Seyðisfjörður is a place of singing waterfalls and peculiar characters. It is a welcoming town booming with creativity and rich in history. Inhabited by about 700 people the town acts as one big family, and a friendly one at that. Everybody is welcome to our little paradise and we want to share the goodness with you.
Visit Seydisfjordur, experience the flourishing art scene, try our guided tours and delightful hiking trails. Enjoy the local cuisine and the sensation of our unique town. Seydisfjordur is one of Lonely Planet’s top picks in Iceland.
In the valley above the town, the river Fjardara cascades from the edge of the heath above in innumerable beautiful waterfalls, down to Lon (the lagoon) at the head of the fjord. A road leads up from the fjord, along by the river, to the Herad district, 26 km away across Fjardarheidi heath. Once a hazardous place to travel, the heath is now crossed in a mere half-hour by a high-quality road, commanding splendid views of the surrounding area. The route is one of Iceland’s most spectacular roads.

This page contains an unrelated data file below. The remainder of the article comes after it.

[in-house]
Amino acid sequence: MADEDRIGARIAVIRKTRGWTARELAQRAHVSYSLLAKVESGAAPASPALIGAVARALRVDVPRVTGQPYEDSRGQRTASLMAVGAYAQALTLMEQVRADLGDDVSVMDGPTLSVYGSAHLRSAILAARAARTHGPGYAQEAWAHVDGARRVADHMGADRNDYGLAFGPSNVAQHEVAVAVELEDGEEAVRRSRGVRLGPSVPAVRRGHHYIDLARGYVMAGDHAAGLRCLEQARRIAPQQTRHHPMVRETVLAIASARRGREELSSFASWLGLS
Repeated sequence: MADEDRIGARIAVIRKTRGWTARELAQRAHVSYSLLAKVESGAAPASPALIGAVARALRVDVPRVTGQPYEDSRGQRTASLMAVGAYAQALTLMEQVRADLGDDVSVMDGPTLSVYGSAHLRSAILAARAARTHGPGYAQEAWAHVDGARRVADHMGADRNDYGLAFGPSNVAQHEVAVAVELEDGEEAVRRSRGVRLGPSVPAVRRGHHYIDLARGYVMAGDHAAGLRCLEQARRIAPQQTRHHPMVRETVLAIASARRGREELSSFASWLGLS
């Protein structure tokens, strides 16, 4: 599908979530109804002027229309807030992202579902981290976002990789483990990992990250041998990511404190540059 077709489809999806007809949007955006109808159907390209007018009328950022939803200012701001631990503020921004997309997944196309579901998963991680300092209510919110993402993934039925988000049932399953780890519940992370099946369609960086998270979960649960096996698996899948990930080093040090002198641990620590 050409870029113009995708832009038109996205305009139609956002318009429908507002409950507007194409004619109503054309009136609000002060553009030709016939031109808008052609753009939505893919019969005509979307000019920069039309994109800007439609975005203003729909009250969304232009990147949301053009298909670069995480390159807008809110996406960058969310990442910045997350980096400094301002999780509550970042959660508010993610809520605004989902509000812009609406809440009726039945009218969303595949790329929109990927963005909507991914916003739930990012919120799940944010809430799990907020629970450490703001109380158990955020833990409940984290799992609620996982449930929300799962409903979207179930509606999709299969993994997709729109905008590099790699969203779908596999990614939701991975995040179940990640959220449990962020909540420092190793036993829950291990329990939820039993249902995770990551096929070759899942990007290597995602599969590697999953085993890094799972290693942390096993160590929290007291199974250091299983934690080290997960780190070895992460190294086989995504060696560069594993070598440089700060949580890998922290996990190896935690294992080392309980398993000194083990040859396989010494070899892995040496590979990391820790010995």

Seydisfjordur is regarded by many as one of Iceland’s most picturesque towns, not only due to its impressive environment, but also because nowhere in Iceland has a community of old wooden buildings been preserved so well as here.
The town of Seyðisfjörður is well known for its old wooden buildings and the famous rainbow street. It also has remnants of urban street configurations within its urban fabric. There is a camping ground, facilities for campers, hotels, an old and charismatic swimming pool, a library, hospital, post office, liquor store, and other retail activity. Seyðisfjörður also has a vibrant cultural scene with an arts centre, the Technical Museum of East Iceland and the only two cinemas in the east of Iceland.
Icelandic herring fishery by Norwegians in 1870–1900. The Norwegians built up a number of herring fishing facilities, and in a matter of years the little community grew into a booming town. It received its municipal charter in 1895.
The local economy has long been based on the fisheries, while light industry also flourishes. Tourism is playing a growing role, as the picturesque town in its spectacular surroundings attracts more and more visitors. The car/passenger ferry Norrona, which plies between continental Europe and Iceland every week, all year round.